Friday November 16 – Thursday November 22

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Featured Film:

Monrovia, Indiana at the Northwest Film Forum

The Grand Illusion’s Jim Jarmusch series comes to an end this week with the very Thanksgiving appropriate Dead Man, playing in a new restoration. Which is good, because when we played it at the Metro a dozen years ago the print had a nasty scratch on the soundtrack. But as much as I love Dead Man (you can hear all about that on Episode 2 of The George Sanders Show), I have to go with the new Frederick Wiseman film as the Featured Film of the week. A portrait of the small Indiana town, Monrovia is a blunt portrait of the alienation and loss that mark aging rural American outposts. Beautiful and sad and cruel and fascinating and almost, but not entirely, hopeless.

Playing This Week:

Central Cinema:

Beetlejuice (Tim Burton, 1988) Fri-Tues Hecklevision Sun
Addams Family Values (Barry Sonnenfeld, 1993) Fri-Tues

SIFF Egyptian:

Can You Ever Forgive Me? (Marielle Heller) Fri-Weds
Reel Rock 13 (Various) Thurs Only

Century Federal Way:

Castle in the Sky (Hayao Miyazaki, 1986) Sun, Mon & Tues Subtitled Mon

Grand Cinema:

Tea with the Dames (Roger Michell) Fri-Thurs
The Old Man & the Gun (David Lowery) Fri-Thurs
Pokemon 4Ever (Kunihiko Yuyama/Jim Malone, 2002) Sat Only Free Screening
An Evening with Beverly Luff Linn (Jim Hosking) Sat Only
Black ’47 (Lance Daly) Tues Only
The Wiz (Sidney Lumet, 1978) Weds Only

Grand Illusion Cinema:

Dead Man (Jim Jarmusch, 1995) Fri-Weds Our Podcast
The Last Race (Michael Dweck) Fri-Weds
Blood Tracks (Mats Helge, 1985) Sat Only VHS

Cinemark Lincoln Square:

The Front Runner (Jason Reitman) Fri-Thurs
Thugs of Hindustan (Vijay Krishna Acharya) Fri-Mon
Sarkar (A.R. Murugadoss) Fri-Mon
Amar Akbar Anthony (Manmohan Desai) Fri-Mon
Kaatrin Mozhi (Radha Mohan) Fri-Mon
Taxiwaala (Rahul Sankrityan) Fri-Mon
Castle in the Sky (Hayao Miyazaki, 1986) Sun, Mon & Tues Subtitled Mon

Regal Meridian:

Prospect (Chris Caldwell & Zeek Earl) Fri-Thurs

Northwest Film Forum:

Monrovia, Indiana (Frederick Wiseman) Fri-Weds Our Review
Narcissister Organ Player (Narcissister) Fri-Sun
Harry and Tonto (Paul Mazursky, 1974) Sat Only
Cuban Food Stories (Asori Soto) Weds Only

AMC Pacific Place:

A Cool Fish (Rao Xiaozhi) Fri-Mon
Last Letter (Shunji Iwai) Fri-Mon Our Review

Regal Parkway Plaza:

Thugs of Hindustan (Vijay Krishna Acharya) Fri-Thurs

SIFF Film Center:

Antonio Lopez 1970: Sex Fashion & Disco (James Crump) Fri-Sun
The Laws of the Universe-Part I (Isamu Imakake) Fri-Sun

Regal Thornton Place:

Castle in the Sky (Hayao Miyazaki, 1986) Sun, Mon & Tues

SIFF Uptown:

Suspiria (Luca Guadagnino) Fri-Tues
Seattle Turkish Film Festival 2018 Fri-Sat Full Program
Ponyo (Hayao Miyazaki, 2008) Sat Only English Dubbed, Free Screening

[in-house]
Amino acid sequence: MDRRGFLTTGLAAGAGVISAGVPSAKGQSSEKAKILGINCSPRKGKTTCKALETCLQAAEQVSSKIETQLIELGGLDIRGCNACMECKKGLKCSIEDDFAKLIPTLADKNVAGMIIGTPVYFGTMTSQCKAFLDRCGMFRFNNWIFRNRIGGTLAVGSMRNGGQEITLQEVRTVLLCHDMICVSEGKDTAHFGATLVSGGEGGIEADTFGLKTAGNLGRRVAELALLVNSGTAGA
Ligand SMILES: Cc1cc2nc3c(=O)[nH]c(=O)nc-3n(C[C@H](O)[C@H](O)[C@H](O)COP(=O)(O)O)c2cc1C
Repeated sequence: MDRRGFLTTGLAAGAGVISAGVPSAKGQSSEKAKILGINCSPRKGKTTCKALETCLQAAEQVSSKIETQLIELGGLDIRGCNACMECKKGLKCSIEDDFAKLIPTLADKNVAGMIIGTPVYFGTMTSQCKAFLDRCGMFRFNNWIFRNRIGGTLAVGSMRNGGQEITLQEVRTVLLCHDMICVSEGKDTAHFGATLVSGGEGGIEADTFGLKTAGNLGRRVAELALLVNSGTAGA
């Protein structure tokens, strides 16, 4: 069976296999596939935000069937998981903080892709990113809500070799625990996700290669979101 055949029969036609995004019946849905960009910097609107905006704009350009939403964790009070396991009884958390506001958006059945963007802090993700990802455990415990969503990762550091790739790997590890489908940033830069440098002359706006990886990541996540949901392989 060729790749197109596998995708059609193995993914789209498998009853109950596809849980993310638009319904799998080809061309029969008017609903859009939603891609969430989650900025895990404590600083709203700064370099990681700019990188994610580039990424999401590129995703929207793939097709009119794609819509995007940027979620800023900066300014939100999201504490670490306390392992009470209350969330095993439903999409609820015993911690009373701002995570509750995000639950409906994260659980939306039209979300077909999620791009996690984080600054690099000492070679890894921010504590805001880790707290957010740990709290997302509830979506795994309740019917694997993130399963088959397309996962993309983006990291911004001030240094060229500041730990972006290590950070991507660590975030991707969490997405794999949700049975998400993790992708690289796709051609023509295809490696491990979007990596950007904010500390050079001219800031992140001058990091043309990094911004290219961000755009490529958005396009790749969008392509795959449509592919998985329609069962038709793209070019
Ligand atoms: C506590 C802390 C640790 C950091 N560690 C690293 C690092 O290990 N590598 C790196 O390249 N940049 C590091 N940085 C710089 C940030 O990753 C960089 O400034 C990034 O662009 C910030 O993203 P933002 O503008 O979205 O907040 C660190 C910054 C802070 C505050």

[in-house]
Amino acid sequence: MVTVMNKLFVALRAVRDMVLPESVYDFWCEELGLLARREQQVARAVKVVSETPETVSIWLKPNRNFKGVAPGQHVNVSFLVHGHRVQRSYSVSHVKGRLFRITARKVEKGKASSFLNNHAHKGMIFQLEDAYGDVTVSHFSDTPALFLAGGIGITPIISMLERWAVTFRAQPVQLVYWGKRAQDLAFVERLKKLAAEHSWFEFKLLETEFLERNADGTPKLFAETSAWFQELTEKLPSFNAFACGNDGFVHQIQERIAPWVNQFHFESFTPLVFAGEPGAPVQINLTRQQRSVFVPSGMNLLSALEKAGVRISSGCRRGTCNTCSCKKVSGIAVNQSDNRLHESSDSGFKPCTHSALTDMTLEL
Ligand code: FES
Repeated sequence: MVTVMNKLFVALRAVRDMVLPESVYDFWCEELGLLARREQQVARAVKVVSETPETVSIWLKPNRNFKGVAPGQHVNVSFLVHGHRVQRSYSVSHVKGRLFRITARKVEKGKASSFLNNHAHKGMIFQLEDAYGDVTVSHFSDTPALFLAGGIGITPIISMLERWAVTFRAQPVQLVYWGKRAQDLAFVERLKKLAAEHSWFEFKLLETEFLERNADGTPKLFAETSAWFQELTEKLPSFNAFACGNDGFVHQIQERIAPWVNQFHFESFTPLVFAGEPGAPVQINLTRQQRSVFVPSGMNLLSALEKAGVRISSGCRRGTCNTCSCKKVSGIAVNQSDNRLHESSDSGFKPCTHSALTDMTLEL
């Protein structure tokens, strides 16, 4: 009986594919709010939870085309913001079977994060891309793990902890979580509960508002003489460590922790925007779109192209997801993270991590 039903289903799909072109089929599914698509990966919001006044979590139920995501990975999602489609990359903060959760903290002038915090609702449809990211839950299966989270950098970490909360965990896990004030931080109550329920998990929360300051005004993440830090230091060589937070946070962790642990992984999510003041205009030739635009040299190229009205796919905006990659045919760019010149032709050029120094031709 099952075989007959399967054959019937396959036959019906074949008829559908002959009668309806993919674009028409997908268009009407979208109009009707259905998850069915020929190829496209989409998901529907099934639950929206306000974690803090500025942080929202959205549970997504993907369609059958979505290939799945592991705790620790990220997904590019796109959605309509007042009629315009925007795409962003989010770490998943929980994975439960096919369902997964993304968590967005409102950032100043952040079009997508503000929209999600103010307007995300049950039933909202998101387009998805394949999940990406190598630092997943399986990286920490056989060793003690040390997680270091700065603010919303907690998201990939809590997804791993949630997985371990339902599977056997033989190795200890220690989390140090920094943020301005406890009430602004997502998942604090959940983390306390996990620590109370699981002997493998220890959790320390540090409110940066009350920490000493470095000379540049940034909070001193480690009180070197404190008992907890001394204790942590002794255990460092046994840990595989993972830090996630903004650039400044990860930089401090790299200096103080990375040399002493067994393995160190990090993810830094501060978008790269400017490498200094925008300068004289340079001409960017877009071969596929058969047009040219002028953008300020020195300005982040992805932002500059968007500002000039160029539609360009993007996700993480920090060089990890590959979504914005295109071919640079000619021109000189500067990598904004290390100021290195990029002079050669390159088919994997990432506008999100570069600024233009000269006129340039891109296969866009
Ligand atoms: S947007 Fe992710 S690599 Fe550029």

Sadie (Megan Griffiths) Sun-Thurs

Varsity Theatre:

Castle in the Sky (Hayao Miyazaki, 1986) Tues Only

Monrovia, Indiana (Frederick Wiseman, 2018)

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Alienation from the Land: The Movie.

The new Frederick Wiseman film is always one of the film events of the year, and this week his new one opens exclusively at the Northwest Film Forum. Wiseman, despite his advanced years, has been one of the most productive American directors of the last decade, with a string of documentary masterpieces (La danse: The Paris Opera Ballet, National Gallery and In Jackson Heights are my personal favorites from among his post-2008 work) that would be enough to mark him as one of the finest ever to work in that form even if he hadn’t been making films just as often and just as high-quality since the late 1960s.

Monrovia, Indiana starts with and continually returns to the rich farmland and livestock of the Midwest, worked almost completely by machines. Every turn in the editing shows a population disconnected from their past, from their environment. The landscapes, gorgeous skies and verdant croplands alike, are almost completely devoid of human life. The fascinating and weird diversity of Wiseman’s 1999 look at a small American town, Belfast, Maine, is almost nowhere to be seen, as is the vibrant chaos and struggle of Jackson Heights.

Instead bored students listen to a history lecture about the high school basketball stars of the 1930s. City council meetings vainly negotiate against the totalizing onslaught of cookie-cutter development, development literally severed from the land in that it cannot get proper water service to protect its residents from fire. People eat cheap pizza and drink Budweiser and get tattoos and guns and dock their dog’s tails for no apparent reason (in one of the most disturbing film scenes of the year). President Obama’s assertion about clinging to guns and religion is never far from one’s mind as the film continually circles back to the church, but the solace found there, however real (and that shaft of light shining in the penultimate funeral scene has a beauty the minister’s sermon can’t touch) seems hollow. The young are just as bored with God as they are old white guy basketball. The final shot is as perfect a capper as we’ll see this year.

Looking forward to the sequel, Monrovia, Liberia.